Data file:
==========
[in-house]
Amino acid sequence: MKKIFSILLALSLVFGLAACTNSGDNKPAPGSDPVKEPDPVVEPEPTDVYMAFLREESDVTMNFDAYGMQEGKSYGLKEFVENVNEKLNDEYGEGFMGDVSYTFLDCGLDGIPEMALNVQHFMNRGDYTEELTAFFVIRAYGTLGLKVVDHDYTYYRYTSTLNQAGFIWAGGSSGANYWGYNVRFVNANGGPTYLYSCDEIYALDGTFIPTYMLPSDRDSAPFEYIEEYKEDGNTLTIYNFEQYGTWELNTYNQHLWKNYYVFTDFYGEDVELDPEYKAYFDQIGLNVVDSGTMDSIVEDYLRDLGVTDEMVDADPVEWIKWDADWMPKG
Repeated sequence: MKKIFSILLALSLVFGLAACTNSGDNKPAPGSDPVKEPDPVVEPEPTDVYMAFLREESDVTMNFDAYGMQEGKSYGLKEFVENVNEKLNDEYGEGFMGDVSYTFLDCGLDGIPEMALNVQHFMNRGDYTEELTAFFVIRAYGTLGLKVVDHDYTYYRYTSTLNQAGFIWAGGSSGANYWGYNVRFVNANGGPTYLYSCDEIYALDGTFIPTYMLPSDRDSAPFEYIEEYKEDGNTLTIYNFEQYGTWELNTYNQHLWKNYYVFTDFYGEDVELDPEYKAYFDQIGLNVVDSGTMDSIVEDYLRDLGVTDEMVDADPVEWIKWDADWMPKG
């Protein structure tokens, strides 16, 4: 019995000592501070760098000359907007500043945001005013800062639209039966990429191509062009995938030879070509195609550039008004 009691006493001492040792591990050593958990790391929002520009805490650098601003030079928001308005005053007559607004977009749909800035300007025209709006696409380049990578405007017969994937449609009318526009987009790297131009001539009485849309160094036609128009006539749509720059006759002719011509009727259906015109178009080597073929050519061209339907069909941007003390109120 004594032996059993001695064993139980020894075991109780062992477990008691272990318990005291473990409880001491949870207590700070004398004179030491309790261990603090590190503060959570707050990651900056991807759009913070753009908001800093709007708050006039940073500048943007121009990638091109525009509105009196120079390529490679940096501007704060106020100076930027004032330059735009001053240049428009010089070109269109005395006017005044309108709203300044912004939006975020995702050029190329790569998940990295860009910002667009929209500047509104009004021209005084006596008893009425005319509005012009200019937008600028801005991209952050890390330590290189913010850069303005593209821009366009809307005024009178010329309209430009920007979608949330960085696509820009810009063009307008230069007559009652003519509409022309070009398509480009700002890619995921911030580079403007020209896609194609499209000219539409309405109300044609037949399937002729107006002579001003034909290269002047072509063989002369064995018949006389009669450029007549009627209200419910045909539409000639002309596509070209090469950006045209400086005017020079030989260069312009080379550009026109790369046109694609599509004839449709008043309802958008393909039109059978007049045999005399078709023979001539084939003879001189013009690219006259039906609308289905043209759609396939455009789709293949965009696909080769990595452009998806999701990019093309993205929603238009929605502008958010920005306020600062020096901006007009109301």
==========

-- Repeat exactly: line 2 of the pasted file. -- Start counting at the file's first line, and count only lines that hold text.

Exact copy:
Amino acid sequence: MKKIFSILLALSLVFGLAACTNSGDNKPAPGSDPVKEPDPVVEPEPTDVYMAFLREESDVTMNFDAYGMQEGKSYGLKEFVENVNEKLNDEYGEGFMGDVSYTFLDCGLDGIPEMALNVQHFMNRGDYTEELTAFFVIRAYGTLGLKVVDHDYTYYRYTSTLNQAGFIWAGGSSGANYWGYNVRFVNANGGPTYLYSCDEIYALDGTFIPTYMLPSDRDSAPFEYIEEYKEDGNTLTIYNFEQYGTWELNTYNQHLWKNYYVFTDFYGEDVELDPEYKAYFDQIGLNVVDSGTMDSIVEDYLRDLGVTDEMVDADPVEWIKWDADWMPKG